While initial predictions had the season returning to average further into winter, conditions are now expected to stay drier, thanks to a forming El Nino system.
In July to date, there has only about 10 millimetres of rain in most areas, with heavier falls in the South East.
Bureau of Meteorology senior climatologist Darren Ray said there had been half the average rainfall for the year to date in most areas.
The Yorke Peninsula and and a strip through the Eyre Peninsula had significantly “missed out”, with less than 100mm since April, he said.
Cleve Rural Traders agronomist Geoff Rissmann could attest to the dry conditions saying the area had inconsistent crop emergence.
“All the really heavy and all the really light stuff has not come up, it's only the loamy stuff in between that has had crops emerge,” he said.
He said farmers had opted to save money by not spreading urea and had eased back on spraying.
The outlook is not great unfortunately. It's dry and it has been warm, about one to two degrees warmer than average, so it’s going to be a relatively dry winter.
“Timing has been a struggle because we’ve had some plants that are obviously too small to spray, but there are still plenty grasses and lots of broad leaf weeds around.” Mr Rissmann said.
“We’ve had some quite frosty conditions as well so that, combined with being dry hasn’t made spraying very possible, with only two or three windows for spraying in the last month.”
YPAg agronomist Darryn Schilling, Bute, said crops were starting to get on the knife-edge and farmers had to make the most of a recent, albeit small, 3mm to 5mm drop.
“We’ve got some nitrogen deficiencies showing on some sand hills and obviously a lot of herbicide spraying going on among some frosty conditions as well,” he said.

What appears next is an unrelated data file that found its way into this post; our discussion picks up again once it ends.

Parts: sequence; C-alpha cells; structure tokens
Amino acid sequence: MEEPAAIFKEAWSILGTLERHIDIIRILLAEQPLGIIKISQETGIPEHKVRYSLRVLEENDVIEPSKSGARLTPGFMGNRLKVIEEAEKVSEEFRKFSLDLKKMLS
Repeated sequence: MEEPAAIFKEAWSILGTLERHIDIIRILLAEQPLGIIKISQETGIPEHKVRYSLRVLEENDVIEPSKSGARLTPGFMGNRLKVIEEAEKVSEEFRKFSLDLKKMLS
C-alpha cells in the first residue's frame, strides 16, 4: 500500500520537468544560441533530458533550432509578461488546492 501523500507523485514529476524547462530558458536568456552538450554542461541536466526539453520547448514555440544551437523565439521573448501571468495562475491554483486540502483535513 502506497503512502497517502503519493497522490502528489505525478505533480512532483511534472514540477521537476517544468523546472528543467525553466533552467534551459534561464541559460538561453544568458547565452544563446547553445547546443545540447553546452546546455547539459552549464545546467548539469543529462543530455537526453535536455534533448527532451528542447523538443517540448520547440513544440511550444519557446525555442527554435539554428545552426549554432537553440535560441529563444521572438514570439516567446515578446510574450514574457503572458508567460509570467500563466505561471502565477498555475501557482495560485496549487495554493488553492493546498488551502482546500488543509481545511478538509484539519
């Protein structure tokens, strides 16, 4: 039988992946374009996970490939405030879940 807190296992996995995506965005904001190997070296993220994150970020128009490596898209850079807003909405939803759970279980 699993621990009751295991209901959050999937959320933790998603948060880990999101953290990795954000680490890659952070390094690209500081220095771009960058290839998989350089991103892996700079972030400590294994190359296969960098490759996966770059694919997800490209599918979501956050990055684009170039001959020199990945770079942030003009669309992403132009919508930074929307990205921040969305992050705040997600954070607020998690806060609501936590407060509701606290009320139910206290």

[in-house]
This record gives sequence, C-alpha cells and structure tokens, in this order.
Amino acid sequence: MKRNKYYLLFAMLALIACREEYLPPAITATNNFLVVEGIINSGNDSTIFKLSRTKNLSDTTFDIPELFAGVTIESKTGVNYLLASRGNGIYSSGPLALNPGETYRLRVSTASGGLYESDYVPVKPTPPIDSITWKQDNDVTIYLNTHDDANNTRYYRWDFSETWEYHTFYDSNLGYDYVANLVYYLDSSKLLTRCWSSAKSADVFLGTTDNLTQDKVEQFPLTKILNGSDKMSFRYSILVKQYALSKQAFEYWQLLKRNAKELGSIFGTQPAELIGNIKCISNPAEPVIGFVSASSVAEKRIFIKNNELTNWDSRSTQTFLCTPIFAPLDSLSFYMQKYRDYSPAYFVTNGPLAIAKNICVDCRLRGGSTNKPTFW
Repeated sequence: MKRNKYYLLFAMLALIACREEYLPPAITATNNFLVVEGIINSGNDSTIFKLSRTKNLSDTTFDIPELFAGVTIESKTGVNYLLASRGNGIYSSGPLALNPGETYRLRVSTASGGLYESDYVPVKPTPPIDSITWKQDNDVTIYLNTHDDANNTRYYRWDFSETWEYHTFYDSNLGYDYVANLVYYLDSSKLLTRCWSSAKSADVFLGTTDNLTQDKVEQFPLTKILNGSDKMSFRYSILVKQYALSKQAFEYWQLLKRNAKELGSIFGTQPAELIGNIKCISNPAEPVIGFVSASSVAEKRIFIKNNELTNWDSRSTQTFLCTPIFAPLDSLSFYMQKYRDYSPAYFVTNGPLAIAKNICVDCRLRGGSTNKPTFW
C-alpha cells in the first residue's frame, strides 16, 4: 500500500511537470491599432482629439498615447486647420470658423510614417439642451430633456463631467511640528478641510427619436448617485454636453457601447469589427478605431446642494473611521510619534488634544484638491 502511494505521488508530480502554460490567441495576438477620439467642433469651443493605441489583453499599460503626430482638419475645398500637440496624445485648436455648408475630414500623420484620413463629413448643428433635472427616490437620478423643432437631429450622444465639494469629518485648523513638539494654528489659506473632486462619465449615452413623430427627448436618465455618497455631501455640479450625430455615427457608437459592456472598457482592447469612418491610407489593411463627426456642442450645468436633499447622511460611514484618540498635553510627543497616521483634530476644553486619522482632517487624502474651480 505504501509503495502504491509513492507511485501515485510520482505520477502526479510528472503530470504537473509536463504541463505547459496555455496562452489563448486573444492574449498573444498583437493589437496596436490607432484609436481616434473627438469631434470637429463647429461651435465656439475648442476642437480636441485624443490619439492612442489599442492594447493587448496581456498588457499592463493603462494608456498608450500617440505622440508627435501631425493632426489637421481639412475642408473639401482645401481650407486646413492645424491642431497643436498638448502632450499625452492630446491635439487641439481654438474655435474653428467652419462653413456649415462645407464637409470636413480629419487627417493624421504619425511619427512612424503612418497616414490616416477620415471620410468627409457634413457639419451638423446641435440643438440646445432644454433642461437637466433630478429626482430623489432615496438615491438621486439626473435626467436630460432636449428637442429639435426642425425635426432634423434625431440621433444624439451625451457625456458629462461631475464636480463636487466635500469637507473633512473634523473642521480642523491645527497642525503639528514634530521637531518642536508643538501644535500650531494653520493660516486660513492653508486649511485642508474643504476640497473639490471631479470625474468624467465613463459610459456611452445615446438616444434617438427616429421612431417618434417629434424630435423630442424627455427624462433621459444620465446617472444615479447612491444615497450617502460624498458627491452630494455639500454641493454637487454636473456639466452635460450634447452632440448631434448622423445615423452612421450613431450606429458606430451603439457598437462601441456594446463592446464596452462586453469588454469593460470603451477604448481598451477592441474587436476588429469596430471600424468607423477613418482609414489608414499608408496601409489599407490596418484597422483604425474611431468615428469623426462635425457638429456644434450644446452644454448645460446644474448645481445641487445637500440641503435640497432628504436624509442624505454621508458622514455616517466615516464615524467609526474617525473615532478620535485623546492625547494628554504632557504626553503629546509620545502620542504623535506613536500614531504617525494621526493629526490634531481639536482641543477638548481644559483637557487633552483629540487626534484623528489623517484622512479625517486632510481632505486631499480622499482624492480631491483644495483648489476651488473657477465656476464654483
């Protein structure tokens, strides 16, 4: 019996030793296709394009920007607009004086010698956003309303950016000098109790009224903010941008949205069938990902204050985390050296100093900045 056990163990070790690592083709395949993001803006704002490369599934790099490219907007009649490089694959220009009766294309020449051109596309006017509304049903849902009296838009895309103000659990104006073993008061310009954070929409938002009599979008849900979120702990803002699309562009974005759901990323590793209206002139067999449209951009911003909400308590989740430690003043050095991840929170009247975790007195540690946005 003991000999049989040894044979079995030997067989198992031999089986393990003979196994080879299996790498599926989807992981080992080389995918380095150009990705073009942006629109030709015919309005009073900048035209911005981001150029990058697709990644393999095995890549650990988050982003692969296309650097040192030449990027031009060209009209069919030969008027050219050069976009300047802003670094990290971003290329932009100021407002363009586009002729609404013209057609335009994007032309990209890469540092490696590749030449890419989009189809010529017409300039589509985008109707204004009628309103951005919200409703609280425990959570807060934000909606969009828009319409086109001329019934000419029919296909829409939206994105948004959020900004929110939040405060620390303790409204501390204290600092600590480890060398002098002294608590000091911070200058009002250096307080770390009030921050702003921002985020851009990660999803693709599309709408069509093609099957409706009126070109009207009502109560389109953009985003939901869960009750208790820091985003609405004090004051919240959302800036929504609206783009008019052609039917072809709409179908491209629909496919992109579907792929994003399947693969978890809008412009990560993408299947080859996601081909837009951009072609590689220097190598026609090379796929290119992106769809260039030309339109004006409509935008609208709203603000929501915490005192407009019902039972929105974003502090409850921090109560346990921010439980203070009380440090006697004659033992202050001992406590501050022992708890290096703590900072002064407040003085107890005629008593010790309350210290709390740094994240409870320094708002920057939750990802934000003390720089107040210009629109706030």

Mr Schilling said things can still turn about pretty quickly with a good rain.
“Everything is in a good position, but at the same time, some of those heavier paddocks could go backwards if we don't see something in the next 10 to 14 days,” he said.
Elders SE agronomist Adam Hancock said “you’ve either got it or you don’t” when it comes to rain this year, with the region’s farmers getting the rain when needed to push the crops along.
“We got off to a good start and we’ve had enough moisture to have really good weed control with our herbicides,” he said.
Mr Hancock has noticed more early frosts than previous years, which has caused the soil temperature to drop below 10 degrees and consequently slowed pasture growth.
DRY DAYS AHEAD
BUREAU of Meteorology senior climatologist Darren Ray stated the obvious when giving an mid-year update – “it’s dry”.
He said high pressure systems were persistent and strong in average across the Southern Ocean, causing the cold front to dive away to the south, resulting in weaker westerlies and fewer cold fronts extending into southeast Australia.
Mr Ray said the bureau’s climate models in the past six weeks had seen a push towards El Nino conditions developing during spring, with the likelihood of one forming in 2018 about 50 per cent.
El Nino events typically start in winter or spring, through summer until autumn the following year, bringing frosts and early heatwave activity through spring into early summer.
“While a few weeks ago it was looking like it would turn back towards average in July, August and September, it's now moving away from that,” Mr Ray said.
Many farmers are comparing this year to 1982, which Mr Ray said was an El Nino year, from July to March.
In the short-term, Mr Ray said there was a weak to moderate cold front system shaping up for early next week, but it was likely to only provide a small amount of rain across the lower coastal zones.
“The outlook is not great unfortunately. It's dry and it has been warm, about one to two degrees warmer than average, so it’s going to be a relatively dry winter,” he said.
Soil moisture is well below average across much of the state as a result of low rainfall and higher temperatures, the clear skies, light winds, and dry soils have also increased the frost risk across SA, he said.